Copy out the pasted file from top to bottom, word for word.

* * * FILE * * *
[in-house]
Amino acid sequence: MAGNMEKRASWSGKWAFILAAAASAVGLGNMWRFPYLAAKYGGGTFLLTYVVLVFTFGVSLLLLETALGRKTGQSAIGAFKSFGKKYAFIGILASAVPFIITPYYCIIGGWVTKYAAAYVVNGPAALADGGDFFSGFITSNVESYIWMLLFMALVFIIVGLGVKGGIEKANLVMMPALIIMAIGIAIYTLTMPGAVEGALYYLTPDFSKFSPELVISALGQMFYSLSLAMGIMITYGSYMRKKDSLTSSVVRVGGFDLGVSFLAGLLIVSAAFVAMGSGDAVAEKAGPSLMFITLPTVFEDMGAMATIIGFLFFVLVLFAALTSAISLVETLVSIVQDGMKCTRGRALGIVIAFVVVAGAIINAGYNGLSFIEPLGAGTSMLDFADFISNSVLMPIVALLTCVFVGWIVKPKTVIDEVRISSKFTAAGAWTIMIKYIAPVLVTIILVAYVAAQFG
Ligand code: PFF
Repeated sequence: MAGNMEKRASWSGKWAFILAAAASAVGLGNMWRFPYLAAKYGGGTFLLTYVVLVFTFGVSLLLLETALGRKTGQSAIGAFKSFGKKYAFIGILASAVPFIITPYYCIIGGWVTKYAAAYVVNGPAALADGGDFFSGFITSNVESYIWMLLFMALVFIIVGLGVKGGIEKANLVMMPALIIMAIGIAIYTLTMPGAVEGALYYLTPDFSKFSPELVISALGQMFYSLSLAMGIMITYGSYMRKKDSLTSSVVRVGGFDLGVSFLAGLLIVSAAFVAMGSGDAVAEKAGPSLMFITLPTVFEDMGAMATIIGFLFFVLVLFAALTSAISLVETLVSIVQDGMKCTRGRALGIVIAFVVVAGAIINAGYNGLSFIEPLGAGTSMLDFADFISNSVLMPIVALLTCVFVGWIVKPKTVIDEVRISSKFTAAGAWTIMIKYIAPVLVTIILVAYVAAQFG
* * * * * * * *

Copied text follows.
[in-house]
Amino acid sequence: MAGNMEKRASWSGKWAFILAAAASAVGLGNMWRFPYLAAKYGGGTFLLTYVVLVFTFGVSLLLLETALGRKTGQSAIGAFKSFGKKYAFIGILASAVPFIITPYYCIIGGWVTKYAAAYVVNGPAALADGGDFFSGFITSNVESYIWMLLFMALVFIIVGLGVKGGIEKANLVMMPALIIMAIGIAIYTLTMPGAVEGALYYLTPDFSKFSPELVISALGQMFYSLSLAMGIMITYGSYMRKKDSLTSSVVRVGGFDLGVSFLAGLLIVSAAFVAMGSGDAVAEKAGPSLMFITLPTVFEDMGAMATIIGFLFFVLVLFAALTSAISLVETLVSIVQDGMKCTRGRALGIVIAFVVVAGAIINAGYNGLSFIEPLGAGTSMLDFADFISNSVLMPIVALLTCVFVGWIVKPKTVIDEVRISSKFTAAGAWTIMIKYIAPVLVTIILVAYVAAQFG
Ligand code: PFF
Repeated sequence: MAGNMEKRASWSGKWAFILAAAASAVGLGNMWRFPYLAAKYGGGTFLLTYVVLVFTFGVSLLLLETALGRKTGQSAIGAFKSFGKKYAFIGILASAVPFIITPYYCIIGGWVTKYAAAYVVNGPAALADGGDFFSGFITSNVESYIWMLLFMALVFIIVGLGVKGGIEKANLVMMPALIIMAIGIAIYTLTMPGAVEGALYYLTPDFSKFSPELVISALGQMFYSLSLAMGIMITYGSYMRKKDSLTSSVVRVGGFDLGVSFLAGLLIVSAAFVAMGSGDAVAEKAGPSLMFITLPTVFEDMGAMATIIGFLFFVLVLFAALTSAISLVETLVSIVQDGMKCTRGRALGIVIAFVVVAGAIINAGYNGLSFIEPLGAGTSMLDFADFISNSVLMPIVALLTCVFVGWIVKPKTVIDEVRISSKFTAAGAWTIMIKYIAPVLVTIILVAYVAAQFG